With these fierce words, yelled at top volume by everyone present, hip-hop dancer and filmmaker Steven Nicholas Smith gets his 60 campers to wake up, look alive, and claim their artistic identities, every day of the Indigenous Pitch Summer Camp in New Orleans.
Supported by dancers who are part of a ethnically diverse collective of Philadelphia-based dance companies, Indigenous Pitch Dance Collective www.indigenouspitch.org began in 2006 as a group of performers whose goal was to create and perform works that reflect the native, homegrown dance styles that grew up in the fertile funk that is Philadelphia (and I can say that with pride because I’m from there). Its mission evolved in 2007 after director Lisa Welsh of First Position Movement Arts Center attended a presentation on the devastating aftermath of New Orleans. Knowing she probably wasn’t going to excel with hammer and nails, she thought, “Well, I know kids. And I know how to help them have fun.”
And right there, the first free Indigenous Pitch New Orleans Summer Camp began. From July 28-August 10, 11 volunteer dancers traveled to New Orleans to teach more than 60 underprivileged kids, ages 6-18, the art of hip-hop, ballet, tap, breakin’, afro-modern, jazz funk and yoga…as well as classes in the visual and literary arts. Each day’s events had a theme such as Connections, Trust, Unity, Culture – that was explored in dance, art and writing.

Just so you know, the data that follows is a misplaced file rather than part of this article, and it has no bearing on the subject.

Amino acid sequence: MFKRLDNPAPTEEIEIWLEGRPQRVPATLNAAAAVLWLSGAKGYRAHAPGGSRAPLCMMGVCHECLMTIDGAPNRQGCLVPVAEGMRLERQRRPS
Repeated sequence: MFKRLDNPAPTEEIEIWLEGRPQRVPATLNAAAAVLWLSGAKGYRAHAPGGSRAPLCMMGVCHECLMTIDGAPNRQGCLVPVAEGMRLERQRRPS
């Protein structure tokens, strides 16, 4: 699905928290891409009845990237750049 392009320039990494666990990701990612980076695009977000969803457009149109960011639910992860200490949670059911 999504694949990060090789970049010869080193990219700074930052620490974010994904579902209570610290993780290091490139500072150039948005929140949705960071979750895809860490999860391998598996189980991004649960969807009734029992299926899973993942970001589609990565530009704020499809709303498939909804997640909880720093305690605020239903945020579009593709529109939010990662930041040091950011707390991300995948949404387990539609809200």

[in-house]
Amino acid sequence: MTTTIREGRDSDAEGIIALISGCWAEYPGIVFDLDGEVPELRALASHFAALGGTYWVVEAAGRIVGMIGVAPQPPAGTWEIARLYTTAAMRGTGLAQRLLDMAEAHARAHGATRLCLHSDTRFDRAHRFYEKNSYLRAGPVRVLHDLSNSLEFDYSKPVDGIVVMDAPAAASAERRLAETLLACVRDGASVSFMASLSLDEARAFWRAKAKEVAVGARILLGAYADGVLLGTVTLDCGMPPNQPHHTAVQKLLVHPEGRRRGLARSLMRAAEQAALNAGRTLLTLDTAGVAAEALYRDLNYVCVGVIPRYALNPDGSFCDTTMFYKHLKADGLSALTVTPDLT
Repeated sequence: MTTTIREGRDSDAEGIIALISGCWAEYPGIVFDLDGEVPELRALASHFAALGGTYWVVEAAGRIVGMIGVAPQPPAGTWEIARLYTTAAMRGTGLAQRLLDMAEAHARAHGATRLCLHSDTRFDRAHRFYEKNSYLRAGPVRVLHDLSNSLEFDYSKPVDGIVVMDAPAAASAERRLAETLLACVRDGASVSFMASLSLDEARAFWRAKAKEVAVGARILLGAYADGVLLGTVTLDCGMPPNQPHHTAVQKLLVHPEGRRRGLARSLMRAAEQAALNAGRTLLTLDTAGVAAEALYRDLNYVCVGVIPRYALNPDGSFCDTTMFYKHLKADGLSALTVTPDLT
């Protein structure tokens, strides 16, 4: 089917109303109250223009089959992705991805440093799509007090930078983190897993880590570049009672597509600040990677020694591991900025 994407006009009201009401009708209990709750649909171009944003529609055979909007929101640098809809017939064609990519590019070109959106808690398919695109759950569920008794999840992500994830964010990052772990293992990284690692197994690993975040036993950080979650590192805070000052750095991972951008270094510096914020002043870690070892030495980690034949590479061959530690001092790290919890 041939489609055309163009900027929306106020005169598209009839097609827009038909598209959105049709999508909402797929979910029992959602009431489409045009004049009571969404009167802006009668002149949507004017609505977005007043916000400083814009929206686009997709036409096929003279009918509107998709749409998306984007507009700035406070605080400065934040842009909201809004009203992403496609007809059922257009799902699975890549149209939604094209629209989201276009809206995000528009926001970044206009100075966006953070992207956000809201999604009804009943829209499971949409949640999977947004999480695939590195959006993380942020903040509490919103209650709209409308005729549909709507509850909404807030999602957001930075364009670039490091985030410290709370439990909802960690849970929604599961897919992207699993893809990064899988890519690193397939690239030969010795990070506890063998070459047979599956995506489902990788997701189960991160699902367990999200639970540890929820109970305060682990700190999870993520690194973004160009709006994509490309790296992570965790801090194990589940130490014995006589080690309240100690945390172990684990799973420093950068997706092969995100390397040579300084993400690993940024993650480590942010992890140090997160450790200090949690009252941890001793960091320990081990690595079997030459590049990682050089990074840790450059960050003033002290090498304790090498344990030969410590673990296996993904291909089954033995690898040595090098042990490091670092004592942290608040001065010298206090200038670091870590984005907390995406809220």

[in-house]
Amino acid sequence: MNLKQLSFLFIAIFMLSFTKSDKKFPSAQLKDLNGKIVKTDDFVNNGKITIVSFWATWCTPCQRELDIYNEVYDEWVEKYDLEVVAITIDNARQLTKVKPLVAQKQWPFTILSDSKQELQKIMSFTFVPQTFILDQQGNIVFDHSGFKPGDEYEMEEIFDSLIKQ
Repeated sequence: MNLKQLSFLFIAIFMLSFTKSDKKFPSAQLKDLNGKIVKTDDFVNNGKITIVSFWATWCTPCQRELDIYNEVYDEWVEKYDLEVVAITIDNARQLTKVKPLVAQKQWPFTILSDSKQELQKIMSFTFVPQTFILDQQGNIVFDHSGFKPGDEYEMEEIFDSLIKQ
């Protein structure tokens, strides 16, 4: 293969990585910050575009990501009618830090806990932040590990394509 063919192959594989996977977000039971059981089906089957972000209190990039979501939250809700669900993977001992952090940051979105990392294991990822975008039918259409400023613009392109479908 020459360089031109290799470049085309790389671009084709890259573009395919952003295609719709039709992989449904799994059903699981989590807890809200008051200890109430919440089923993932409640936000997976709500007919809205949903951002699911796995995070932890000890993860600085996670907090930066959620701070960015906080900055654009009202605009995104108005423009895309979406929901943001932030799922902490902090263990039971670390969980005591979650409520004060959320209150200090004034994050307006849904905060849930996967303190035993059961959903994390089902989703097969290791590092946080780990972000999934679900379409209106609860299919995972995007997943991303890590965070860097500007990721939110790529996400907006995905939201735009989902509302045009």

For New Orleans children in desperate need of involvement, expression, and plain old fun, the camp was a blessed release. For the Indigenous Pitch dancers & instructors, it was an eye- and heart-opening experience.
Since that first camp in 2007, Indigenous Pitch has been back to hold camps in New Orleans every year, and evolved its mission to assist and nurture children affected by natural and socioeconomic disasters through dance & expression camps in North Philadelphia (2 camps a year), NOLA (6) and this July 4, one in Limbe, Haiti (assuming someone comes up with a plane to take them there – hint, hint.) Over 50% of their campers live below the poverty level and have virtually no access to the arts or dance — much less to pilates and yoga.
Why dance as therapy? As Executive Director Nicole LaBonde explains, “When kids go through trauma, they need to express it – through movement, or words, or just play. And that’s what we do – we move, dance, and play with the kids – and it’s really a powerful joy.”
Because these IPDC dancers are devoting their winter and spring breaks to bringing that joy to Philadelphia inner city children, and their summers to kids in Haiti and New Orleans, I’ll be devoting my $100 to Indigenous Pitch. (And if you give now, you may help them win the Razoo March Goodness contest!) http://www.razoo.com/story/Mg2010-Razoo-Nit-Indigenous-Pitch-Dance-Collective